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Sunday, August 14, 2022


Romney, Obama debate issues important to UH students

After chiming in on the issues most important to them, UH students gave their opinions about the first presidential debate, which occurred on Wednesday night in Denver.

It was a domestic policy debate that was scheduled to feature three questions about the economy, one about healthcare, one about the role of government and the last about governing, however it rarely stayed on schedule.

President Barak Obama and Republican challenger Mitt Romney debated the economy first — specifically jobs, the tax code and deficit reduction — going well over the allotted fifteen minutes. That was a theme, as the candidates consistently went over the two minutes given for each topic.

Political science junior Fariha Chowdhry said Romney’s economic plan resonates with her.

“Although President Obama has some clear points on why some of Romey’s proposed plan for our economy is flawed, I believe now that Romney has a more secure and specific plan to get this country moving rather than Obama’s plan which has not changed in the past four years,” Chowdhry said. “If he couldn’t show change by now I don’t trust his help for the future.”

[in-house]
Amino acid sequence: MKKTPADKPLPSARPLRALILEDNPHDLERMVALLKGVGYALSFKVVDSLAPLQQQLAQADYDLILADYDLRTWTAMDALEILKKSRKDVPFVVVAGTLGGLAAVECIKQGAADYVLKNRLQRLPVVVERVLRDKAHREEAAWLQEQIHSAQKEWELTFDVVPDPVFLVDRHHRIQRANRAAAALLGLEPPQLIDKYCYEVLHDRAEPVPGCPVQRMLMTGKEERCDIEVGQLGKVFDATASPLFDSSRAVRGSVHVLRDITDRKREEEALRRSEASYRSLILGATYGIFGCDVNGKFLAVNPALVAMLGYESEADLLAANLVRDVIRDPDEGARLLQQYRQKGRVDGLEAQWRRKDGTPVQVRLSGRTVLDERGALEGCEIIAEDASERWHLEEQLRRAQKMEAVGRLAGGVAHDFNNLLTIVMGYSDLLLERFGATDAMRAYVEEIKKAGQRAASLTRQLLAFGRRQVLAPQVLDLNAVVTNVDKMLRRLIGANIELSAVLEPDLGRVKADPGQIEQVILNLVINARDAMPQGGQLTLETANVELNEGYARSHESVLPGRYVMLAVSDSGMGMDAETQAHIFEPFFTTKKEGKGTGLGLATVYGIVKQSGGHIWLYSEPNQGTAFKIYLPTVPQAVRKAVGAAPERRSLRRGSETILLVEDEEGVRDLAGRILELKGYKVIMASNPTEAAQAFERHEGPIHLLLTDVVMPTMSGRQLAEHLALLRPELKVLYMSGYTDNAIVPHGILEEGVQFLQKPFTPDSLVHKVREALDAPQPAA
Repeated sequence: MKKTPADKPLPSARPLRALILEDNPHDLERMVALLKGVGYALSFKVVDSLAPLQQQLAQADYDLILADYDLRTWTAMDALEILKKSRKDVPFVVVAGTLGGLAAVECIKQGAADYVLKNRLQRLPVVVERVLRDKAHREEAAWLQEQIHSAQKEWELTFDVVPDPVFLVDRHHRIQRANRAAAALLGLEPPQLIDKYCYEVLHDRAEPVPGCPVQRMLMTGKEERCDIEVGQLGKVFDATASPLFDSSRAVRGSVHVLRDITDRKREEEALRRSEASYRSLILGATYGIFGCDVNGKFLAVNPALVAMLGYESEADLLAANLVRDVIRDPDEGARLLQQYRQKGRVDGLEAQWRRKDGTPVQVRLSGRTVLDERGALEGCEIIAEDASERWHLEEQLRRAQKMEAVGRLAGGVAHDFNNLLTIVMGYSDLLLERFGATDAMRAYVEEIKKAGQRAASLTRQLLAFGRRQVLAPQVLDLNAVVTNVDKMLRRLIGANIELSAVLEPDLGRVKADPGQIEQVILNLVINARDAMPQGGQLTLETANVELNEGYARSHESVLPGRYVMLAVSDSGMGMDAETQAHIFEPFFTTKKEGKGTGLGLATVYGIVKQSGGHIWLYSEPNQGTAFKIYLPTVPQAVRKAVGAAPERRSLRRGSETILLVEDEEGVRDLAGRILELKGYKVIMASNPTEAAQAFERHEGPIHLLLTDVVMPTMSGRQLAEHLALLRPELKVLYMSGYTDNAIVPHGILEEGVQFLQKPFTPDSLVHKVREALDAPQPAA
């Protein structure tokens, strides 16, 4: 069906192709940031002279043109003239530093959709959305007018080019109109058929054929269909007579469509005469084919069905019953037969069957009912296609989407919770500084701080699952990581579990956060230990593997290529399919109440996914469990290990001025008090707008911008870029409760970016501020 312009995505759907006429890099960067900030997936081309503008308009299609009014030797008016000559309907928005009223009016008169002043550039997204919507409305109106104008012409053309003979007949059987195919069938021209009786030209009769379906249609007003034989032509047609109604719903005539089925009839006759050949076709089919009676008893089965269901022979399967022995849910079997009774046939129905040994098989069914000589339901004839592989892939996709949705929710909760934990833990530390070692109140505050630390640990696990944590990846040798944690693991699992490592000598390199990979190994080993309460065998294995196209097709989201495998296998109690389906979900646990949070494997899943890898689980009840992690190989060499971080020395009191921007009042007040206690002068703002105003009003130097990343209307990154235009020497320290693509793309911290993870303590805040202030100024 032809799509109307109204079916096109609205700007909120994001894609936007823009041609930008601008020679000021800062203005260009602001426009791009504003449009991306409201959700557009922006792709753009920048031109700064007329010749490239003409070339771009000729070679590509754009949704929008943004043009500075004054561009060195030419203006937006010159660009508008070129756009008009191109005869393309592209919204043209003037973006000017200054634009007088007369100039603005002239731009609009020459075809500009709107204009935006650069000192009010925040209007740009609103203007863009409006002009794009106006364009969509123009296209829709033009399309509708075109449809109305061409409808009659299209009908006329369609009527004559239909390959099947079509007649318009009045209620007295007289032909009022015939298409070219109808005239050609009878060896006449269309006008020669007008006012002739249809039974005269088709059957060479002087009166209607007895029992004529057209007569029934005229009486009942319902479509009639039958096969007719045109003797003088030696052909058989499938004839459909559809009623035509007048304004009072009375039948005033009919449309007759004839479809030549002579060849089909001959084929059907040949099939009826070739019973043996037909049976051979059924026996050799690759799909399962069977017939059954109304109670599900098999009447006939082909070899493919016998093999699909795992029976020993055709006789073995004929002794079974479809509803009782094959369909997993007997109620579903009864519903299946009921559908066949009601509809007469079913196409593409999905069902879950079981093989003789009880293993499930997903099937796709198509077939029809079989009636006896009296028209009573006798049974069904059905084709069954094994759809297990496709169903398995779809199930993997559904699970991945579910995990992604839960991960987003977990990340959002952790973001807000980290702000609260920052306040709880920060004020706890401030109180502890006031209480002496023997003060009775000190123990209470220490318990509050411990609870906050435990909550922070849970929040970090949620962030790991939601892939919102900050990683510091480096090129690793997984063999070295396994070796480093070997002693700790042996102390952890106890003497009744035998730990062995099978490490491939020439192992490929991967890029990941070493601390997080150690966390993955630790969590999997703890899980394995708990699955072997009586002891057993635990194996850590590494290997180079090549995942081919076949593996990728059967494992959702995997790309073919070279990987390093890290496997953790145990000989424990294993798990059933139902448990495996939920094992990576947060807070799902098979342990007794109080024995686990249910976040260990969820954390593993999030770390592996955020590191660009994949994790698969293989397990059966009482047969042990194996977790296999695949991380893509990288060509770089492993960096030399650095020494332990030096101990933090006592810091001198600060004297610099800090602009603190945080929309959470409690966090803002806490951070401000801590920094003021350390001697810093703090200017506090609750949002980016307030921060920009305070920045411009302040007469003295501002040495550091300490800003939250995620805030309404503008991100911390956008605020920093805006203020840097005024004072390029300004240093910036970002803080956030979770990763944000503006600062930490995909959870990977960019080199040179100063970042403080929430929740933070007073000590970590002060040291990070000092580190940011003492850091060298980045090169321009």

The two clashed first about jobs and the best path to make the economy to grow. Romney said a supply-side approach would be best for the American people. Obama said he would take a balanced approach with raises on revenue on the table.

On taxes, Obama said Romney’s plan is not be fiscally responsible.

“And this is where there’s a difference, because Gov. Romney’s central economic plan calls for a $5 trillion tax cut — on top of the extension of the Bush tax cuts. That’s another trillion dollars, and $2 trillion in additional military spending that the military hasn’t asked for,” Obama said.

Romney said his plan is the better path.

“And so the question is how to get them going again,” Romney said. “And I’ve described it. It’s energy and trade, the right kind of training programs, balancing our budget and helping small business. Those are the cornerstones of my plan.”

Most of the debate centered on the economy, even when the topic shifted to entitlement reform. Romney tied healthcare back to job creation. He said the Affordable Care Act would cause job loss and is harmful for the economy.

Obama criticized Romney’s support of Vice President Paul Ryan’s budget, which changes the way Medicare will be handled in the future. Under Ryan’s plan, Medicare would become a subsidy-support program, where individuals under 55 would be given a voucher with an amount that could theoretically be used to purchase insurance.

History freshman Ferunell Smith said he thinks Romney has not given a good alternative to the president’s healthcare plan.

“Romney says he wants to appeal Obamacare but why would he appeal it when it is the same health care he uses in Massachutes and what would he replace it with?” Smith said.

Architecture junior Miu Nguyen doesn’t believe either candidate did a good job of explaining their positions.

“Personally, I would like the candidates to have a chance to fully explain their policies. I think short answers are deceiving. I think we deserve to know the details of the policies that may be governing us.”

Additional reporting done by student reporters.

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